Identified nearly 70 years after he died in battle
(Story originally posted: Oct. 30, 2019)
WASHINGTON (KTVZ) -- The U.S. Department of Defense POW/MIA Accounting Agency announced this week that Army Cpl. Norvin Dale Brockett, a Powell Butte resident who died in a Korean War battle nearly 70 years ago at age 18, was officially accounted for this summer, a year after North Korea returned dozens of boxes of remains to U.S. officials.
In December 1950, Brockett was a member of Battery A, 57th Field Artillery Battalion, 7th Infantry Division, 31st Regimental Combat Team. He was reported missing in action on Dec. 6, 1950, when his unit was attacked by enemy forces in the vicinity of the Chosin Reservoir in North Korea.
The Army’s official announcement Tuesday only listed Brockett’s hometown as “Crook, Oregon” (presumably for Crook County), but the Korean War Project lists his home or place of enlistment as Powell Butte.
The site said, “On or about Dec. 2, 1950, as he was defending his position near Hagaru- ri, North Korea, his position was overrun.”
“DOD records cite Dec. 6, 1950, as date of loss, but due to the internal chaos within the unit due to high losses, it is impossible without eyewitness confirmation to have a specific date of actual loss,” the site said.
“The final breakout of the survivors from East of Chosin occurred on December 1-2, 1950. By December 6, 1950, the able-bodied survivors from the unit were fighting south from the Chosin Reservoir.”
Brockett's remains could not be recovered following the attack, the accounting agency said, and he was not reported as a prisoner of war. The U.S. Army declared him deceased as of Dec. 31, 1953.
On July 27, 2018, following the summit between President Donald Trump and North Korean Supreme Leader Kim Jong-un in June 2018, North Korea turned over 55 boxes, purported to contain the remains of American service members killed during the Korean War.
The remains arrived at Joint Base Pearl Harbor-Hickam, Hawaii on Aug. 1, 2018, and were subsequently accessioned into the DPAA laboratory for identification.
To identify Brockett's remains, scientists from DPAA used anthropological analysis, as well as circumstantial and material evidence. Additionally, scientists from the Armed Forces Medical Examiner System used mitochondrial DNA (mtDNA), Y-chromosome DNA (Y-STR) and autosomal DNA (auSTR) analysis.
As of today, 7,607 Americans remain unaccounted for from the Korean War. Using modern technology, identifications continue to be made from remains that were previously returned by Korean officials, recovered from Korea by American recovery teams or disinterred from unknown graves.
Brockett's name is recorded on the Courts of the Missing at the National Memorial Cemetery of the Pacific in Honolulu, along with the others who are missing from the Korean War. A rosette will be placed next to his name to indicate he has been accounted for.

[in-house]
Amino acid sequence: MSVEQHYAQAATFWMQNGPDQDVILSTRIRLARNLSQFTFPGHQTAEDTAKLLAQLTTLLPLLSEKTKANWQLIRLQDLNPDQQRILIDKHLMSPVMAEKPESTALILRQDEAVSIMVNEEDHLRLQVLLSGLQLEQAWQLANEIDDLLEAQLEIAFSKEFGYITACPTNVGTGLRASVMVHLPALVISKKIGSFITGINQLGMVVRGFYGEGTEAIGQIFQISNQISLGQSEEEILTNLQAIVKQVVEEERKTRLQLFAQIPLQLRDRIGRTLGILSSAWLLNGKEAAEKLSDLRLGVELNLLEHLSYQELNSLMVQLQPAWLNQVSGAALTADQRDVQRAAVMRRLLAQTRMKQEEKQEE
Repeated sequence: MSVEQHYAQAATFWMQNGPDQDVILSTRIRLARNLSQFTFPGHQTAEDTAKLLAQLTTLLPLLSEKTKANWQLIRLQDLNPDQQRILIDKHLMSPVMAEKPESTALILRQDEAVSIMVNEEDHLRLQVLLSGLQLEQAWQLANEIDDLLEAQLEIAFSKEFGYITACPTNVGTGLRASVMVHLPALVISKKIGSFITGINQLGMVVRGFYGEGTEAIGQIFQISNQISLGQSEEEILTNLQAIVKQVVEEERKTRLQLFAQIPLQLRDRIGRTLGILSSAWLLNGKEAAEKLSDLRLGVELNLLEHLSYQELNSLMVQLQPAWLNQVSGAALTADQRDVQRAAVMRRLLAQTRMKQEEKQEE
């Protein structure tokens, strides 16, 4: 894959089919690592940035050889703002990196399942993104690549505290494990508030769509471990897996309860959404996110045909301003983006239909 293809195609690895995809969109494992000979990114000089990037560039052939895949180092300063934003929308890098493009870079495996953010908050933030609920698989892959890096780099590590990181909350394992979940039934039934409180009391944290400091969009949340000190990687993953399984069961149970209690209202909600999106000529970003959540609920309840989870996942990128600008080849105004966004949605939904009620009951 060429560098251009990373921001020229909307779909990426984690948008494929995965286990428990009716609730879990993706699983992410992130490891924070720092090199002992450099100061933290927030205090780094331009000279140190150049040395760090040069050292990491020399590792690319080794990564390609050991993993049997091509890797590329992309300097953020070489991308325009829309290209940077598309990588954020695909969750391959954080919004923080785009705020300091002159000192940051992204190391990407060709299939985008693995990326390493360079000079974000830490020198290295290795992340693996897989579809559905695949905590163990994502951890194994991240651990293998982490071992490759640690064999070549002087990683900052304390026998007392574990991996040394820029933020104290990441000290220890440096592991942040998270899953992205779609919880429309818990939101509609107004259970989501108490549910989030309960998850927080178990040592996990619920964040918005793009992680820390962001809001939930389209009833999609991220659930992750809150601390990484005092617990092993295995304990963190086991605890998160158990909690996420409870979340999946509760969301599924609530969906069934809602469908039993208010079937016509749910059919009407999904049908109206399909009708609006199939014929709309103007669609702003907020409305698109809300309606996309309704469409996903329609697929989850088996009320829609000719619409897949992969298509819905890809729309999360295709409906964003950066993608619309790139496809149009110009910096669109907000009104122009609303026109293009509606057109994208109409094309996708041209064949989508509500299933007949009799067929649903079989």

Brockett will be buried at Arlington National Cemetery in Alexandria, Virginia. The date has not yet been determined, officials said.
For additional information on the Defense Department's mission to account for Americans who went missing while serving our country, visit the DPAA website at www.dpaa.mil, find them on social media at www.facebook.com/dodpaa or call (703) 699-1420/1169.
Brockett's personnel profile can be viewed at
The site HonorStates.org said Brockett was a field artillery cannoneer.
It noted this background:
“The Battle of Chosin Reservoir, also known as the Chosin Reservoir Campaign was a decisive battle in the Korean War. On 27 November, the Chinese Army surprised UN Forces at the Chosin Reservoir area. A brutal 17-day battle in freezing weather and rough terrain soon followed. In the period between 27 November and 13 December 1950, 30,000 United Nations troops were encircled and attacked by approximately 120,000 Chinese troops.
“The cold weather was accompanied by frozen ground, resulting in frostbite casualties, icy roads, and weapon malfunctions. In the end over 17,000 UN forces were killed or wounded or missing in action, or died of wounds. The Chinese suffered 3 times that amount,” it said.
Bend veterans activist Dick Tobiason said Oregon has about 1,000 service members who are still missing in action, 57 of them from the Korean War and nearly 900 from World War II, as well as 21 from WW I and 33 from the Vietnam War.
He also noted that his recent project to declare highways across the state in veterans’ honors includes designating U.S. Highway 26 — which goes through the Crook County seat of Prineville — as the Oregon POW-MIAs Memorial Highway, while Interstate 5 was designated to honor those who served during the Korean War.